New Directions in Transmission
2010 - Salvatore Salamone - Energybiz insider
around the world, there is a growing need to move what is expected to be significant
amounts of wind, solar and hydro-generated electricity from sparsely populated
remote regions to the cities where demand is great.
This has ignited a
quest for new high-voltage and ultra-high-voltage transmission systems that can
carry more electricity longer distances. And to be sure these systems work properly,
there is a growing need for test facilities to evaluate and certify the new transmission
products and technologies.
Certainly, the idea of ultra-high-voltage transmission
systems is not new. There have been many notable deployments in Russia and Japan,
and experimental systems are being tried in several countries.
is now added urgency to deploying such systems. "Our electricity is going to be
generated farther away from its use," said Bill Babcock, director of the utilities
practice at the consulting firm LECG. "You have losses moving power long distances,
so if you are putting in a new system, use the best or most efficient transmission
That's the reason for the new interest in new ultra-high-voltage
transmission systems. Their desirable properties are a good match for anticipated
new generation scenarios. AC and DC ultra-high-voltage transmission systems have
rated voltages of 1,000 kilovolts alternating current, 800 kilovolts direct current
or more. And the higher voltage systems can carry more power longer distances
with less loss than their lower voltage counterparts.
nicely complement new generation worldwide. Countries such as China and India
are expected to vastly increase power generation of all sorts. Europe, Africa,
and the Americas are expected to add significant renewable capacity to meet mandates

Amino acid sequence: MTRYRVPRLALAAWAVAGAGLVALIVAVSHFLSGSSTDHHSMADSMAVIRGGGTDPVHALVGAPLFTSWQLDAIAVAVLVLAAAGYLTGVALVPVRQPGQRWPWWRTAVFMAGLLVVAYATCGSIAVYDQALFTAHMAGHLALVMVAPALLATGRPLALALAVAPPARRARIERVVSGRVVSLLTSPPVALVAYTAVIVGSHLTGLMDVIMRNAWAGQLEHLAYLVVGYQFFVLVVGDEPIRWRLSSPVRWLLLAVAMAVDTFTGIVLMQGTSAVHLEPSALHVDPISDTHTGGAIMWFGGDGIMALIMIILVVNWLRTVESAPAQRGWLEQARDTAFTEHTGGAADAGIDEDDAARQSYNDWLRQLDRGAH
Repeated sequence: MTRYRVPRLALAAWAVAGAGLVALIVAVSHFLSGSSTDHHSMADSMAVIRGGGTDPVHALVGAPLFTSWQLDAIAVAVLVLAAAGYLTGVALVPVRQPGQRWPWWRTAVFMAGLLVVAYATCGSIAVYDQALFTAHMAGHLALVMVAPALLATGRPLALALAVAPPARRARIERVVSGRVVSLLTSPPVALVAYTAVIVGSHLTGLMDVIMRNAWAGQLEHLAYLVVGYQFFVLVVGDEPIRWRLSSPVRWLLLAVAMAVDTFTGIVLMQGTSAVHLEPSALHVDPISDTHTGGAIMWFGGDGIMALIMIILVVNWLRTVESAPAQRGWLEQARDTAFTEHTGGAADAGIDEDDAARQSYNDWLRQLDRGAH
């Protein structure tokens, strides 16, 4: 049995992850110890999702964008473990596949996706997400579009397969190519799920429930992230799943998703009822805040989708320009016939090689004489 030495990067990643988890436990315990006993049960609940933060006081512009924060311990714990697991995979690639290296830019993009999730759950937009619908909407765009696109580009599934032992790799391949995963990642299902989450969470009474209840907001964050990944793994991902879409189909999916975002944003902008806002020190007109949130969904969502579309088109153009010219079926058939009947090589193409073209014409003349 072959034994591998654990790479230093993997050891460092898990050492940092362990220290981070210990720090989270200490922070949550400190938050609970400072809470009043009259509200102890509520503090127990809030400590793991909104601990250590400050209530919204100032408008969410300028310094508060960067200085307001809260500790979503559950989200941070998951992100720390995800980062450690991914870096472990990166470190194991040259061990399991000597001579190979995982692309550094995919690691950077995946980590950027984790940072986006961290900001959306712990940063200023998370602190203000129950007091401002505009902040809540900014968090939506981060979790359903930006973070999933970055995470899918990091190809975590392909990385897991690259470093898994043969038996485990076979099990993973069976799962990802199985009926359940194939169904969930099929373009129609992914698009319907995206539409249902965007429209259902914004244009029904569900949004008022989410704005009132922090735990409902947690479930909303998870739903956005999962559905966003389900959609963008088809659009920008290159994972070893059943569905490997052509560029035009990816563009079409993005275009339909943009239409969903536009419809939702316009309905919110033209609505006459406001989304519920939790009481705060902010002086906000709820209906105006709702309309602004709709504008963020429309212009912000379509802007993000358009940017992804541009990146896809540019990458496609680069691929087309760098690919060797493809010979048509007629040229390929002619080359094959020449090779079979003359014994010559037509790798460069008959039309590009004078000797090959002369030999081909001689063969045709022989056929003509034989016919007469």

that, in many countries, demand that 20 percent of the power come from renewable
sources. In the United States, it's not just getting solar from the southwest
to New England or wind energy from the Dakotas to New Jersey, there is also a
desire to get hydro power from Quebec to Boston and wind power from sparsely populated
Hawaiian Islands to the population centers.
In China, vast hydroelectric
power resources in the west and coal plants in the northwest are expected to help
meet the country's booming demand for electricity. That demand is and will be
primarily in urban areas in the east and south. Ultra-high-voltage transmission
systems offer lower power loss over great distances, thus making a great fit for
"China's explosive load growth is a classic case of generation
in one region, load center in another," said Wade Malcolm, transmission and smart
grids director, utilities industry group at Accenture.
address this issue, the State Grid Corporation of China plans to invest more than
$14 billion in the next three to four years to build and expand an ultra-high-voltage
network. Longer-term, the country anticipates investing about $88 billion in ultra-high-voltage
development between now and 2020.